Monday, September 7, 2015

Austin Books and Comics and the Remarkable Labor Day Sale

I've been exceptionally lucky to be able to say that my Local Comic Book Shop is the astounding Austin Books and Comics.  I grew up in Austin, and Austin Books is a big part of how and why I fell in love with the medium as a kid.  For good or ill, I've now been shopping here off and on for 28 years, and I never think "well, I've done everything I can do here.  I guess I'll go collect some stamps."

I started buying my comics off the spinner-rack at the local grocery, at news stands and at convenience stores.  Then, at some point I looked at the ads in a comic book and realized there were specialty stores, and I assume some path of logic there led me to finding Austin Books.  I can't say I recall my first trip there, just that we stopped in as often as KareBear would load us in the van from North Austin and deposit us at the store.

Back then it was a big store, as comic shops went, but  nowhere near the footprint today.  That, and it was half fantasy/ sci-fi books and posters and whatnot, and half comic book shop.

I moved away in high school and had some decent shops in the Spring, Texas area (Bedrock City showed up when I was in college, but I don't recall the names of the other two shops that have since gone under).

In the late 90's and early 00's, the store was purchased and began the transformation to what it is today.  I won't bore you with the details, but around 2007 they began finding new events and ways to expand.  And, in 2015, Austin Books is now a complex that includes:

  • the gigantic original store which is a huge store with a variety of graphic novels and comics that rivals literally any store I've seen in three countries and two continents.  Toys.  Back-issues.  A huge Showcase Comics selection of Golden to Modern.  
  • Guzu Gallery - which is a pop-art objects store and local artist gallery focusing on pop art
  • Outlaw Moon Games and Toys - which has a wide variety of games - role playing and board as well as vintage toys
  • one of my favorites - The Sidekick Store - where they sell unbagged back issues and discount Bronze and Silver Age comics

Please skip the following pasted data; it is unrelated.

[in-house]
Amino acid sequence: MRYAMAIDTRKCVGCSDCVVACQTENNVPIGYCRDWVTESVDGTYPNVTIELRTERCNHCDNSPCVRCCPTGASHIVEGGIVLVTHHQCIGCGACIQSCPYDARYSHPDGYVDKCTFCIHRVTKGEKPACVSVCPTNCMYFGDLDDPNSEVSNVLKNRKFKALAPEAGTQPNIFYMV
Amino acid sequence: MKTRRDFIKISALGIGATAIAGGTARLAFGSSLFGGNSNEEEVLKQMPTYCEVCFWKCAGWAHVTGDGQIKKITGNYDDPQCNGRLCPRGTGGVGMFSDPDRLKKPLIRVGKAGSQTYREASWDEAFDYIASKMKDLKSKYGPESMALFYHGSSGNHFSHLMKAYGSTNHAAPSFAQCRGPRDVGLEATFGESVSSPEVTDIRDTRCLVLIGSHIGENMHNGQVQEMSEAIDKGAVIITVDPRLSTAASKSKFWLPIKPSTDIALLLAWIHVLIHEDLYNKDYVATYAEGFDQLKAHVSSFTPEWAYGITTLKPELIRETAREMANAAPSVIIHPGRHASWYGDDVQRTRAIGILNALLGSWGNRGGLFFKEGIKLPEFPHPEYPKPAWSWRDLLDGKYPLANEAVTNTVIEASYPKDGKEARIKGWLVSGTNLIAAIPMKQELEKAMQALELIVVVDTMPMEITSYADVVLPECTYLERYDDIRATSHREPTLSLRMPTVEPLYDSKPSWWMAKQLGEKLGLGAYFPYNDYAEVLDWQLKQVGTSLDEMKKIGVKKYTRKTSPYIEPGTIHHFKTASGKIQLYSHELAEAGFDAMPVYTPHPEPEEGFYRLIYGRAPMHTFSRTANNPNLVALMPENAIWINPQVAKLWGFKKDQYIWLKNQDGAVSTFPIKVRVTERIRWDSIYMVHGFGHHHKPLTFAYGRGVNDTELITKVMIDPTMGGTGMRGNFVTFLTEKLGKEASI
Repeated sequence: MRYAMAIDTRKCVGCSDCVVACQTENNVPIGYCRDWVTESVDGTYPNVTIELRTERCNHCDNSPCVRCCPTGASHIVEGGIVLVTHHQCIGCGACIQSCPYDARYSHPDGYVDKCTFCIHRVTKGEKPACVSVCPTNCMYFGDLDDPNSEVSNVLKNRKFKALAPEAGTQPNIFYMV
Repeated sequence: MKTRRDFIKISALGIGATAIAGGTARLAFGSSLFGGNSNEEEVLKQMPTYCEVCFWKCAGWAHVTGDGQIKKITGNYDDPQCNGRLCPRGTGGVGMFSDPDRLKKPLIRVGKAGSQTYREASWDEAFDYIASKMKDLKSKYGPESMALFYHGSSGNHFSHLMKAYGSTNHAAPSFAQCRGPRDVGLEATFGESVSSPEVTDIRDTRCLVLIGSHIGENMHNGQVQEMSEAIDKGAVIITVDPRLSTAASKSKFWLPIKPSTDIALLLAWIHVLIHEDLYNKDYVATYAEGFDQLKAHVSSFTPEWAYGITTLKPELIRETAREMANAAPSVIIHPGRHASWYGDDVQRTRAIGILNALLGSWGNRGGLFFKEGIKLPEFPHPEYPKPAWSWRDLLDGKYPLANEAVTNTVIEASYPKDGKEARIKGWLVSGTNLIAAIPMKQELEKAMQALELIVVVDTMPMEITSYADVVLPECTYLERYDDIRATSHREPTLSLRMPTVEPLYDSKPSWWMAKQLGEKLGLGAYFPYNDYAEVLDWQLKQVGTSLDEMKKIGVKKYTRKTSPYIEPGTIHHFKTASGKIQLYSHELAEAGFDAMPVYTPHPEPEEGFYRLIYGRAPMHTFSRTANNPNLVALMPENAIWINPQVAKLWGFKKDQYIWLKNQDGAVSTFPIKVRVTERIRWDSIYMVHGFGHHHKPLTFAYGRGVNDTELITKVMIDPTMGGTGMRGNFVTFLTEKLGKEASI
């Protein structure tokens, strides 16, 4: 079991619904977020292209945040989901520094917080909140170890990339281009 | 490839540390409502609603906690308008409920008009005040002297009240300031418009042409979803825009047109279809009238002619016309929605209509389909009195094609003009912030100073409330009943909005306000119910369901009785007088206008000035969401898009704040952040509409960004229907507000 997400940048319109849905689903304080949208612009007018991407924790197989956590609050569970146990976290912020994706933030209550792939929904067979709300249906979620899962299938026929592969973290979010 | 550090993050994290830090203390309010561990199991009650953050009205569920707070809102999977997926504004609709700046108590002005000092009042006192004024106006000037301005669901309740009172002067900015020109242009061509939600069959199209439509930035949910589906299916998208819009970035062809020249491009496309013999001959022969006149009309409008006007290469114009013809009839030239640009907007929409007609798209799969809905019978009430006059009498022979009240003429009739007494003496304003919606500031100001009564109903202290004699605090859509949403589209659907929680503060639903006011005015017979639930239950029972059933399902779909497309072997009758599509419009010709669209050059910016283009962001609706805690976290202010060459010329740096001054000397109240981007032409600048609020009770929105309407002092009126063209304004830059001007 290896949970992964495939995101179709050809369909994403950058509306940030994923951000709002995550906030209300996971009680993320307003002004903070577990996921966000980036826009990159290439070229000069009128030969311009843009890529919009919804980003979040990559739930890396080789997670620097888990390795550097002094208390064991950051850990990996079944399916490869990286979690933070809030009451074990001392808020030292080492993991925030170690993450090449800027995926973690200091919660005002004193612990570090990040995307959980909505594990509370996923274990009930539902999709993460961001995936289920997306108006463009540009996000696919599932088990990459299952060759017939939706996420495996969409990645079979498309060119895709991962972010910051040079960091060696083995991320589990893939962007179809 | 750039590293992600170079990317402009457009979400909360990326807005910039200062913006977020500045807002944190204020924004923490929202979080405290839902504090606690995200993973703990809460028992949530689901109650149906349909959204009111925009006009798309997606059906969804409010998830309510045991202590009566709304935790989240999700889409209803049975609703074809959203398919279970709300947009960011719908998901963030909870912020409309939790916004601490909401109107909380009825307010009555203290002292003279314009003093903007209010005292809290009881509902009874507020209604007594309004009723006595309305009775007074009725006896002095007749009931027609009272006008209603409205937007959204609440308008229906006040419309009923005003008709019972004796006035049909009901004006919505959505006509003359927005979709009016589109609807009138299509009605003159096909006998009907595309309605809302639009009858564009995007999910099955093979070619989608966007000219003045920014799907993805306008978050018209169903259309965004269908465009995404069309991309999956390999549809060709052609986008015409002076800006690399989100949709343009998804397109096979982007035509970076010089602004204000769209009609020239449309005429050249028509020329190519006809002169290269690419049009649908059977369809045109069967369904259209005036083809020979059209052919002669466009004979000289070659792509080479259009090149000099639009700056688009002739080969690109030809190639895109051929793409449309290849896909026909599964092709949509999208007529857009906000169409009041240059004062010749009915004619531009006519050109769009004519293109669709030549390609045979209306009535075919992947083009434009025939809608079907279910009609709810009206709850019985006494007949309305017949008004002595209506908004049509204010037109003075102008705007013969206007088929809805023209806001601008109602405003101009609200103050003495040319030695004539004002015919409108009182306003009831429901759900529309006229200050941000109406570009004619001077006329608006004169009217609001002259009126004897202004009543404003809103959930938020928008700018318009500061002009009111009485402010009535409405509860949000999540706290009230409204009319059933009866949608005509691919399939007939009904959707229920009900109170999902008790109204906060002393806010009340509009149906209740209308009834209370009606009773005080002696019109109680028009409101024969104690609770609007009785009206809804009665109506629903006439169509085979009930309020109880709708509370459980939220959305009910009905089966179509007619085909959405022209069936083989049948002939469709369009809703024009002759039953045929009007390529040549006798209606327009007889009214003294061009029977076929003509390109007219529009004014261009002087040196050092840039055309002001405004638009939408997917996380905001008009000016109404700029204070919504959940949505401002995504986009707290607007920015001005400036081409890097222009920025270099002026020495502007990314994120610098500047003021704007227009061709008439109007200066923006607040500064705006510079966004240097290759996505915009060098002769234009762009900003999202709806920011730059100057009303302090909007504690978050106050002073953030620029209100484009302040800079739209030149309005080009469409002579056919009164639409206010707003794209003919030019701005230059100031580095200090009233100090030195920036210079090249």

And, the staff is incredible.  Owner Brad has really got the business sorted out, has insisted on a professionalism that remains friendly but never falls into that "Boy's Club" thing you can get at other stores.  Day-to-day, manager Brandon somehow keeps the whole place going.  And there are loads of employees who have tremendous knowledge of comics, toys, comic history, and they can help you find something on the shelves.

The Labor Day Sale is currently on, and I've done quite well.  This year I focused on all Superman titles, as that's my current collecting focus (I'm about wrapped on Wonder Woman Vol. 2 and the remaining Enemy Ace appearances I've got are a little spendy).

For details on the sale, go here.

But I had a good bit of fun looking, and wound up with new (to me) issues of Action Comics, Superman, Superman's Pal - Jimmy Olsen and made a spike in my modest Superman's Girlfriend - Lois Lane collection.

I got to the sale on opening night, and headed straight for The Sidekick Store.  I was looking at 2-for-1 Superman issues when I sensed a disturbance in the force.  Brandon got this picture or me just before I looked up.

(all photo credits on this post go to Austin Books and Comics.  I'm assuming they won't be pissed I'm saying something nice about their store)

that's me in the red plaid shirt at The Sidekick

I headed back Sunday after running some numbers and picked up some Lois Lane issues I had not picked up Thursday.  

Meanwhile, the sale rages on through Monday.

Here's part of (not all of) the graphic novel selection at Austin Books.  You can see other items like t-shirts and Pop! Vinyls there.  You can't see the toys to the back left.

Here's the Back Issue area.

These aren't the Showcase, more high-end back issues.  All the issues here are the kinds of back-issue quality you need for a decent collection, so they're in good shape, but the super nice stuff tends to be behind the counter.

I spend a lot of time in these shelves at Austin Books.

Way in the back you can see those IDW Artist's Editions.  And Silver Surfer hovering over the back issues around "S-T", I'd guess.

Yeah, the place is amazingly large.  No idea how many square feet.  And, this is just one of the four stores.  And these pictures don't show the front, new issues, toys, and more.

Anyway, I complain a lot about what happens in the comics industry, but I do still live the back-issue hunt and the search.  And, of course, the good folks at my LCS.  So I wanted to spotlight what a darn good store I'm lucky to have here locally.  I have no doubt it's this place and it's dedication to all aspects of the medium and hobby that have kept comics fun.

Even when I'm rolling my eyes at the latest cross-over mishap, or wondering why Superman is doing what he's doing this week, I can always go digging into back issues or ponder the imponderables of a Joe Kubert-drawn comic and if I really need a Tarzan comic I didn't know he'd drawn.

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